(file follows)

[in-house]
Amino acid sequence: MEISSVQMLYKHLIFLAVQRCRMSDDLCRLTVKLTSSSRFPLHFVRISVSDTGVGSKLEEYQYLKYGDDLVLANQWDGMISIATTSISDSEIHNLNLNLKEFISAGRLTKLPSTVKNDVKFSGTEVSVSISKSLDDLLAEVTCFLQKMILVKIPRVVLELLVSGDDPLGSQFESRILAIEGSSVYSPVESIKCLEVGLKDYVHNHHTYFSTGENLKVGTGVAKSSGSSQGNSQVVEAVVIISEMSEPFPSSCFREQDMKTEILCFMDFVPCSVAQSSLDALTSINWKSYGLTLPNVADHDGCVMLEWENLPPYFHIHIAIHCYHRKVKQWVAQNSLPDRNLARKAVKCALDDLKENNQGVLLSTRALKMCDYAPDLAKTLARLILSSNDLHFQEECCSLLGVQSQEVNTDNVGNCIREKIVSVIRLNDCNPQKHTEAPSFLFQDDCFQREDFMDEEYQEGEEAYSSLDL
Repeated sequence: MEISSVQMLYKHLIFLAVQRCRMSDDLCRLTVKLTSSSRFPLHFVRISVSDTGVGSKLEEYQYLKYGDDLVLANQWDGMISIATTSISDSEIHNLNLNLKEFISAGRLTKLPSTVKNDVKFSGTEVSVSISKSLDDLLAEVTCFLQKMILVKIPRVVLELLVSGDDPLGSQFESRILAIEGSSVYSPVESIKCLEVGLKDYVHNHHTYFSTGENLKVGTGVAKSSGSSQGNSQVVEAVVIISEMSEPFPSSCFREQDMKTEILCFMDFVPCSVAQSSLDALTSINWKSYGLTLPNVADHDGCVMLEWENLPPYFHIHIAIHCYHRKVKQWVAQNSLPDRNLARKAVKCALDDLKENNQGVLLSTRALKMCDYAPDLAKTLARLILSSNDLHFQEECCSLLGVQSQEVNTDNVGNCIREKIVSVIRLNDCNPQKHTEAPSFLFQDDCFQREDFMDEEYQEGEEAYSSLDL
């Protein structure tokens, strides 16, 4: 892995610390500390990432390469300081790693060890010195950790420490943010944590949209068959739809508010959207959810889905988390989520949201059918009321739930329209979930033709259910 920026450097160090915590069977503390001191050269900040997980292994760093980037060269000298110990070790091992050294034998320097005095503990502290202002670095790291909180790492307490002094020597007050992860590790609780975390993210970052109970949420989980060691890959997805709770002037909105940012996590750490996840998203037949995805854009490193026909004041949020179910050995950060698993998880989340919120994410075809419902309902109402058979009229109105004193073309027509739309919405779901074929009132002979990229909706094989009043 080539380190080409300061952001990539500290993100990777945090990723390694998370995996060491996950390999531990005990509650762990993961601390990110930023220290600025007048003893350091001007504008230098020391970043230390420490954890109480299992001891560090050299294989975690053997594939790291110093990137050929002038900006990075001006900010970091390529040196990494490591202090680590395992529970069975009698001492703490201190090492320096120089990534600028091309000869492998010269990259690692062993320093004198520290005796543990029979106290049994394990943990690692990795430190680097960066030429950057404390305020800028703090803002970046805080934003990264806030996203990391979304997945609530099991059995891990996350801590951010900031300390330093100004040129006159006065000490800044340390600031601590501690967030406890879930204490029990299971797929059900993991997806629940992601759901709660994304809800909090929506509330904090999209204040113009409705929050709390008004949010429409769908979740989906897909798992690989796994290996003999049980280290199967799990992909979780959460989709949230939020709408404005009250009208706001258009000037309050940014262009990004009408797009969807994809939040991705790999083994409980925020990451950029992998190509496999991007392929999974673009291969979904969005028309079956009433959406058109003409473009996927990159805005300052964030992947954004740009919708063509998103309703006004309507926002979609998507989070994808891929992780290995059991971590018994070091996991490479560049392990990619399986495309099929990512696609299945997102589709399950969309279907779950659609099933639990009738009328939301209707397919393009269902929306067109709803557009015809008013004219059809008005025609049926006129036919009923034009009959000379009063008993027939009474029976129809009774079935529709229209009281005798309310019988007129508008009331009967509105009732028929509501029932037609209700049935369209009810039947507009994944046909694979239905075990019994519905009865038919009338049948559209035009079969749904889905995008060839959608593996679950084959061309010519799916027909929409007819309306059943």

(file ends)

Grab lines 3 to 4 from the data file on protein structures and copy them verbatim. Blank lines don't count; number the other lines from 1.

Repeated sequence: MEISSVQMLYKHLIFLAVQRCRMSDDLCRLTVKLTSSSRFPLHFVRISVSDTGVGSKLEEYQYLKYGDDLVLANQWDGMISIATTSISDSEIHNLNLNLKEFISAGRLTKLPSTVKNDVKFSGTEVSVSISKSLDDLLAEVTCFLQKMILVKIPRVVLELLVSGDDPLGSQFESRILAIEGSSVYSPVESIKCLEVGLKDYVHNHHTYFSTGENLKVGTGVAKSSGSSQGNSQVVEAVVIISEMSEPFPSSCFREQDMKTEILCFMDFVPCSVAQSSLDALTSINWKSYGLTLPNVADHDGCVMLEWENLPPYFHIHIAIHCYHRKVKQWVAQNSLPDRNLARKAVKCALDDLKENNQGVLLSTRALKMCDYAPDLAKTLARLILSSNDLHFQEECCSLLGVQSQEVNTDNVGNCIREKIVSVIRLNDCNPQKHTEAPSFLFQDDCFQREDFMDEEYQEGEEAYSSLDL
């Protein structure tokens, strides 16, 4: 892995610390500390990432390469300081790693060890010195950790420490943010944590949209068959739809508010959207959810889905988390989520949201059918009321739930329209979930033709259910 920026450097160090915590069977503390001191050269900040997980292994760093980037060269000298110990070790091992050294034998320097005095503990502290202002670095790291909180790492307490002094020597007050992860590790609780975390993210970052109970949420989980060691890959997805709770002037909105940012996590750490996840998203037949995805854009490193026909004041949020179910050995950060698993998880989340919120994410075809419902309902109402058979009229109105004193073309027509739309919405779901074929009132002979990229909706094989009043 080539380190080409300061952001990539500290993100990777945090990723390694998370995996060491996950390999531990005990509650762990993961601390990110930023220290600025007048003893350091001007504008230098020391970043230390420490954890109480299992001891560090050299294989975690053997594939790291110093990137050929002038900006990075001006900010970091390529040196990494490591202090680590395992529970069975009698001492703490201190090492320096120089990534600028091309000869492998010269990259690692062993320093004198520290005796543990029979106290049994394990943990690692990795430190680097960066030429950057404390305020800028703090803002970046805080934003990264806030996203990391979304997945609530099991059995891990996350801590951010900031300390330093100004040129006159006065000490800044340390600031601590501690967030406890879930204490029990299971797929059900993991997806629940992601759901709660994304809800909090929506509330904090999209204040113009409705929050709390008004949010429409769908979740989906897909798992690989796994290996003999049980280290199967799990992909979780959460989709949230939020709408404005009250009208706001258009000037309050940014262009990004009408797009969807994809939040991705790999083994409980925020990451950029992998190509496999991007392929999974673009291969979904969005028309079956009433959406058109003409473009996927990159805005300052964030992947954004740009919708063509998103309703006004309507926002979609998507989070994808891929992780290995059991971590018994070091996991490479560049392990990619399986495309099929990512696609299945997102589709399950969309279907779950659609099933639990009738009328939301209707397919393009269902929306067109709803557009015809008013004219059809008005025609049926006129036919009923034009009959000379009063008993027939009474029976129809009774079935529709229209009281005798309310019988007129508008009331009967509105009732028929509501029932037609209700049935369209009810039947507009994944046909694979239905075990019994519905009865038919009338049948559209035009079969749904889905995008060839959608593996679950084959061309010519799916027909929409007819309306059943």